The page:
Chemically-controlled denaturation of a RNA-like polymer model

We consider a lattice polymer model of the 2-tolerant type (i.e., a random
walk allowed to visit lattice bonds at most twice), in which
doubly-visited bonds yield an attractive energy term (pairing energy).
Such a model has been previously proposed as a rough, non-specific
description of the RNA folding mechanism. In fact, the model predicts,
besides the usual theta-collapse, an extra transition to a low-temperature
fully-paired state.
In the current work, we propose an extension of the model, in which an
additional (micromolecular) chemical species can bind the polymer and
locally forbid base-pairing. This special kind of interaction is meant to
mimic a generic mechanism by which micro-RNA molecules could hamper
messenger RNA folding, and ultimately
exert their down-regulating effect within a gene-expression network. We
investigate equilibrium thermodynamics in the grand-canonical picture, at
the level of a Bethe approximation, which is, a refined mean-field
technique, equivalent to the exact solution on a random-regular graph.
The general trend we observe is that expected from the mechanism
implemented in the model (increasing micro-RNA concentration favors
denaturation and lowers the folding temperature), but the resulting phase
diagram turns out to be unexpectedly interesting and rich.

Francesco Santamaria, Università di Torino

Stokes' Drift for inertial particles

In this work we study the effects of waves on the motion of inertial
particles in an incompressible fluid.
We performed analytical calculations, using also multiple-scale
techniques, to predict the
behaviour of such a particle, firstly in deep water waves and then in an
arbitrarily deep regime.
All these analytical results were checked by numerical simulations of the
problem.
We found that the presence of inertia leads to corrections to the
well-known Stokes Drift. These
corrections become relevant in certain ranges of the parameters of the
system.
Furthermore, with the same methods, we observed that, even in the absence
of gravity (g = 0),
inertial particles drift downwards.

Guido Uguzzoni - Università degli Studi di Parma

The true reinforced random walk with bias

Stochastic processes with memory are a common way to model systems
ranging from physics to ecology and biology.

In particular, self-attracting and self-avoiding random walks provide basic, yet non trivial, examples.

Here, we first review the main definitions of random walks with memory and then we focus on the case of (true) reinforced random walk where memory effects are implemented at each time step, differently from the static case, where memory effects are accounted for globally.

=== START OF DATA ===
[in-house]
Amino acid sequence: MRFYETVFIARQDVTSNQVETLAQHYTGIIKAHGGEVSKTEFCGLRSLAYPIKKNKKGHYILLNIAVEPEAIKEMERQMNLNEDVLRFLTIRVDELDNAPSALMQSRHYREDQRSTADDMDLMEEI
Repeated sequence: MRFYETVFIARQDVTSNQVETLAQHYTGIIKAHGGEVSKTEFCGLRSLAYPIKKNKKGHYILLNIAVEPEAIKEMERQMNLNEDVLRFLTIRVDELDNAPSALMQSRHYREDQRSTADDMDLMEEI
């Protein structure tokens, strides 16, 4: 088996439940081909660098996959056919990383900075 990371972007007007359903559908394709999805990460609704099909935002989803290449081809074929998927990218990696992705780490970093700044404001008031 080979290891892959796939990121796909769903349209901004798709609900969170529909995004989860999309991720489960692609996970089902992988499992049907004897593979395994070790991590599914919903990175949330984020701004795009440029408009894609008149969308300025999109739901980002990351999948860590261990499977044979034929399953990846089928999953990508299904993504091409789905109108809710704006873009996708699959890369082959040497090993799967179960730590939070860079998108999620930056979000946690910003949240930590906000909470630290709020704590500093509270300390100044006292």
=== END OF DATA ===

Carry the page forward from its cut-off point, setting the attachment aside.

We investigate the model in dimension $d=1$, also accounting for the presence of a field of strength $s$, which biases the walker toward a target site.

We analyze in details the asymptotic long-time behavior of the walker through the main statistical quantities (e.g. distinct sites visited, end-to-end distance) and we discuss a possible mapping between such dynamic self-attracting model and the trapping problem for a simple random walk, in analogy with the static model. Moreover, we find that, for any $s>0$, the random walk behavior switches to ballistic and that field effects always prevail on memory effects without any singularity, already in $d=1$; this is in contrast with the behavior observed in the static model.

In particular, self-attracting and self-avoiding random walks provide basic, yet non trivial, examples.

Here, we first review the main definitions of random walks with memory and then we focus on the case of (true) reinforced random walk where memory effects are implemented at each time step, differently from the static case, where memory effects are accounted for globally.

We investigate the model in dimension $d=1$, also accounting for the presence of a field of strength $s$, which biases the walker toward a target site.

We analyze in details the asymptotic long-time behavior of the walker through the main statistical quantities (e.g. distinct sites visited, end-to-end distance) and we discuss a possible mapping between such dynamic self-attracting model and the trapping problem for a simple random walk, in analogy with the static model. Moreover, we find that, for any $s>0$, the random walk behavior switches to ballistic and that field effects always prevail on memory effects without any singularity, already in $d=1$; this is in contrast with the behavior observed in the static model.